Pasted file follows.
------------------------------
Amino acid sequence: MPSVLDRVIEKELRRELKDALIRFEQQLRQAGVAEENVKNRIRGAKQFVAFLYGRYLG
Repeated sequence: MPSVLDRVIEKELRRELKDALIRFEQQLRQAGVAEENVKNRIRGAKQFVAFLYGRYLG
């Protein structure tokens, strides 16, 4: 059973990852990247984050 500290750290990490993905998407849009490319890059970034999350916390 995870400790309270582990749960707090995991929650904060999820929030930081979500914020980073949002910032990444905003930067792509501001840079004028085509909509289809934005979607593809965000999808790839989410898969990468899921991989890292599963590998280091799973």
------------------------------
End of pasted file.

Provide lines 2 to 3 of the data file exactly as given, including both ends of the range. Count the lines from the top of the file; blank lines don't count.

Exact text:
Repeated sequence: MPSVLDRVIEKELRRELKDALIRFEQQLRQAGVAEENVKNRIRGAKQFVAFLYGRYLG
């Protein structure tokens, strides 16, 4: 059973990852990247984050 500290750290990490993905998407849009490319890059970034999350916390 995870400790309270582990749960707090995991929650904060999820929030930081979500914020980073949002910032990444905003930067792509501001840079004028085509909509289809934005979607593809965000999808790839989410898969990468899921991989890292599963590998280091799973």